As you observe these different cocci, keep in mind that the procedures used in slide preparation may cause some arrangements to break apart or clump together (see Figs. 1D and 1E). The correct form, however, should predominate. Also remember that each coccus in an arrangement represents a complete, individual, one-celled organism.

2. Bacillus (rod)

A bacillus or rod is a hotdog-shaped bacterium having one of the following arrangements (see Fig 2A):

a. bacillus: a single bacillus (see Fig 2A and Fig 2B)
- Photomicrograph of a bacillus
- Scanning electron micrograph of a Pseudomonas aeruginosa, a bacillus

- Scanning electron micrograph of Escherichia coli O157H7, a bacillus

b. streptobacillus: bacilli in chains (see Fig 2A and Fig 2C)
- Photomicrograph of a streptobacillus

c. coccobacillus: oval and similar to a coccus (see Fig 2A, 2D, and 2E)

A single bacillus is typically 0.5-1.0 µm wide and from 1- 4 µm long. Small bacilli or bacilli that are dividing or have just divided by binary fission may at first glance be confused for diplococci or cocci (see Fig. 2A) so they must be observed carefully. You will, however, be able to see bacilli that have not divided and are definitely rod-shaped as well as bacilli in the process of dividing.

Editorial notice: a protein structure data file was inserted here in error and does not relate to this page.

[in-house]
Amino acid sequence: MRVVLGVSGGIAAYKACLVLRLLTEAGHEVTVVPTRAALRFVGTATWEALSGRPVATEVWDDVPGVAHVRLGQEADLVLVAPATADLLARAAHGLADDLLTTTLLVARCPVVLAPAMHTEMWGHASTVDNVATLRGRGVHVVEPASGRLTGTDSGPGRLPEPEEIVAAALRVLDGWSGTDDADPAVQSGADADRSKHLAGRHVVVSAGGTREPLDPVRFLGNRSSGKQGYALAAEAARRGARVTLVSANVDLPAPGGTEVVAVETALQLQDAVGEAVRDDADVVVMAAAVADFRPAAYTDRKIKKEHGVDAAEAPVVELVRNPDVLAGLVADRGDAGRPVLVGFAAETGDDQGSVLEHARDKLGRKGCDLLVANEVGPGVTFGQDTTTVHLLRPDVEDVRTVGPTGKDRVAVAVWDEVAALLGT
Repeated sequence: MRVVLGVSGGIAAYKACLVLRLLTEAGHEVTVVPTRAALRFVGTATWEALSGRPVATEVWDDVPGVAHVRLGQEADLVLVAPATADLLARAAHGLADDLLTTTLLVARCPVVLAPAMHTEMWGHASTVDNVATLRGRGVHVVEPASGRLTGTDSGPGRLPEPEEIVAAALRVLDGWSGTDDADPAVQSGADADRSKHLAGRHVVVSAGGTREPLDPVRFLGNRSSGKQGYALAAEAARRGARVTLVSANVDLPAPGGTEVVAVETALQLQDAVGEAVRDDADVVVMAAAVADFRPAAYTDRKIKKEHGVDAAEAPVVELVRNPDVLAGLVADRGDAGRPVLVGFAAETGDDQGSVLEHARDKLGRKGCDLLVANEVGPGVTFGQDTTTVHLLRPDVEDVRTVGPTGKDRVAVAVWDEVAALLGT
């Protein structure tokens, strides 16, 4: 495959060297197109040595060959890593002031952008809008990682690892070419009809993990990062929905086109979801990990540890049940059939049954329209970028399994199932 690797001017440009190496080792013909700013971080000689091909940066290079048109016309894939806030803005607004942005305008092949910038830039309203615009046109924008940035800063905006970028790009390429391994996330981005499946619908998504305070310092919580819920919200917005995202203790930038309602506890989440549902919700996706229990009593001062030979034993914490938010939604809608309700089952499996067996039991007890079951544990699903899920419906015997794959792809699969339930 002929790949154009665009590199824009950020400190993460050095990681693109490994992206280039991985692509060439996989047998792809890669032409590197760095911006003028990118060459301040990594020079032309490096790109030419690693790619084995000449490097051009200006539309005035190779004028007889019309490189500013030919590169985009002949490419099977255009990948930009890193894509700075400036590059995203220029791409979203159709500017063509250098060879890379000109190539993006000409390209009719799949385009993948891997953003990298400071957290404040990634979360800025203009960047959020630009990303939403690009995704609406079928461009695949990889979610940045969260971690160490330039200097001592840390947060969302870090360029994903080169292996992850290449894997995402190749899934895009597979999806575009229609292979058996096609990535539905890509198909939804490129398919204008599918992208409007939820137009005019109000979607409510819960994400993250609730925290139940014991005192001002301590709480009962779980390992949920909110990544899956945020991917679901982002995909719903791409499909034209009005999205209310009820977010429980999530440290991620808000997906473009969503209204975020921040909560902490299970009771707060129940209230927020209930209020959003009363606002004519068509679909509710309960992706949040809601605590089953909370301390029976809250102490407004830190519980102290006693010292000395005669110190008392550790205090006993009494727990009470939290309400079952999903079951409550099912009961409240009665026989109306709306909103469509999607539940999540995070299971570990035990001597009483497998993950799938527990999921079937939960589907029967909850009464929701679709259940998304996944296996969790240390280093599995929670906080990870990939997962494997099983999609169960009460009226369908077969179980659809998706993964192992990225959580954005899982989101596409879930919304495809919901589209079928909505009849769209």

3. Spiral

Spiral-shaped bacteria occur in one of three forms (see Fig. 3A):

a. vibrio: an incomplete spiral or comma-shaped (see Fig. 3A and Fig. 3B)
- Photomicrograph of a vibrio
-
Scanning electron micrograph of Vibrio cholerae

b. spirillum: a thick, rigid spiral (see Fig. 3A and Fig. 3C)
- Photomicrograph of a spirillum

c. spirochete: a thin, flexible spiral (see Fig. 3A and Fig. 3D)
-
Photomicrograph of a spirochete
- Scanning electron micrograph of the spirochete Leptospira
; courtesy of CDC
- scanning electron micrograph of the spirochete Treponema pallidum; courtesy of CDC

The spirals you will observe range from 5-40 µm long but some are over 100 µm in length. The spirochetes are the thinnest of the bacteria, often having a width of only 0.25-0.5 µm.

To view a nice interactive illustration comparing size of cells and microbes, see the Cell Size and Scale Resource at the University of Utah. (Genetic Science Learning Center. (2010, September 2) Cell Size and Scale. Retrieved October 19, 2017, from http://learn.genetics.utah.edu/content/cells/scale/ )

YouTube movie illustrating Size Comparison of Microorganisms created by Gracia Alvaro Montoya, MetaBallsStudios (MBS), United Kingdom, Nov., 2017

 

Concept map for Lab 1

B. YEASTS

Yeasts, such as the common baker's yeast Saccharomyces cerevisiae (see Fig. 4), are unicellular fungi. They usually appear spherical and have a diameter of 3 - 5 µm. Yeasts commonly reproduce asexually by a process called budding. Unlike bacteria, which are prokaryotic, yeasts are eukaryotic.

- Scanning electron micrograph of Saccharomyces cerevisiae